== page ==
An articulated leg, possibly of a Stegosaurus.
A pair of femora belonging to something!
Looks like a rib bone to me!
An assortment of more bones.
Most of what would be considered the "cool fossils" (like skulls and claws) have been removed from the quarry.  According to Dinosaur National Monuments website, the only two skulls that remain belong to Camarasaurus: here is one of those skulls!
I can't identify most of the bones that I see in these pictures, but fortunately the monument sells a guide for a dollar which we bought.  Although the guide doesn't have all of the bones in it (not by a long shot!), it did have a fairly wide selection.  Here are a few of the bones that they identified!
One of the only claws that I saw (not to say that there weren't any others out there) is in the picture below.
Possibly a sauropod ilium.
Several bones identified.
What looks to me like a sauropod vertebrae.
Several articulated vertebrae.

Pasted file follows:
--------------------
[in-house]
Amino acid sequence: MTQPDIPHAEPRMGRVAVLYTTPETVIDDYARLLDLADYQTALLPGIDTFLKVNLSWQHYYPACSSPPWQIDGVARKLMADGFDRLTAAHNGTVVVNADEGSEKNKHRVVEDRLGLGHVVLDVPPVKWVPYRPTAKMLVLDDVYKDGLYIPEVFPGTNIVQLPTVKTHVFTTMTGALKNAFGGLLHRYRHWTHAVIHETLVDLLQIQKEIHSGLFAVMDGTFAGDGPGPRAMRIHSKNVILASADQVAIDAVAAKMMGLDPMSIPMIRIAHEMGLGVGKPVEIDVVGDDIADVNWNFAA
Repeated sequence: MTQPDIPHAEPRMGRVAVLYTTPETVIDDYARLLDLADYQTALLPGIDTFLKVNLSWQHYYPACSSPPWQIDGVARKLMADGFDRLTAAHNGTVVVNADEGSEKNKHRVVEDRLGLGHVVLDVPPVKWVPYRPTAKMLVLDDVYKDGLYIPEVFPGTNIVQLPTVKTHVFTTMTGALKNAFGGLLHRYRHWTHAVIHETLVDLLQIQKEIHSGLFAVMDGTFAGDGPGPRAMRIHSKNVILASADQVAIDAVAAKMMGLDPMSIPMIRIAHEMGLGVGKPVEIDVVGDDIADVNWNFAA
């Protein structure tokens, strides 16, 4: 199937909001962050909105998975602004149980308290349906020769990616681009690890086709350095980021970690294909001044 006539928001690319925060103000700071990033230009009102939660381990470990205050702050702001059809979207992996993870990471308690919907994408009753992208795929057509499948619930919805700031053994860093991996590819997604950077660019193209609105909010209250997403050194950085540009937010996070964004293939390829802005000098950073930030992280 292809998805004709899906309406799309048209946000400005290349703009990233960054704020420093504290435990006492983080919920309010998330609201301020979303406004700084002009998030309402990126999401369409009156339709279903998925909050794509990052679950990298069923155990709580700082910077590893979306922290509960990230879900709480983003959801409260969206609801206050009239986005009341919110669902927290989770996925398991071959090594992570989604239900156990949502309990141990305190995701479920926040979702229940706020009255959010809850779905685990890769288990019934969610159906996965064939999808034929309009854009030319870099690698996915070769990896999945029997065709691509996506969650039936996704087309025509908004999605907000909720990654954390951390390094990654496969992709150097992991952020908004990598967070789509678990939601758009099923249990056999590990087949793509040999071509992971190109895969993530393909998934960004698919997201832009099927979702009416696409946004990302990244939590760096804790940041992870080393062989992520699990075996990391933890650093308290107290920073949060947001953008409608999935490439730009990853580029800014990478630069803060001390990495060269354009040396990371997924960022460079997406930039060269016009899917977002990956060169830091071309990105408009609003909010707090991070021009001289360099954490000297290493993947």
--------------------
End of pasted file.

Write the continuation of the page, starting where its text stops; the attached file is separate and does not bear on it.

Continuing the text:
More bony jumbles!
You can also see the top of the quarry wall in this bony jumble shot!
A Stegosaurus plate lies just about in the middle of this shot!
Here is a brief guide to some of the Camarasaurus bones found in the quarry!
A Stegosaurus sacrum (the center, or "body," of the big butterfly-shaped bone) and the left and right ilium (the outer parts, or "wings," of the big butterfly-shaped bone).
More of the quarry face.
A few more shots of various articulated vertebral columns!
A close up of another vertebrae, possibly a sauropod!
A few more shots of Stegosaurus plates!
The plate from the last picture is in the top right hand corner of this picture of what I think might be a sauropod coracoid.
Next time: other things at the quarry!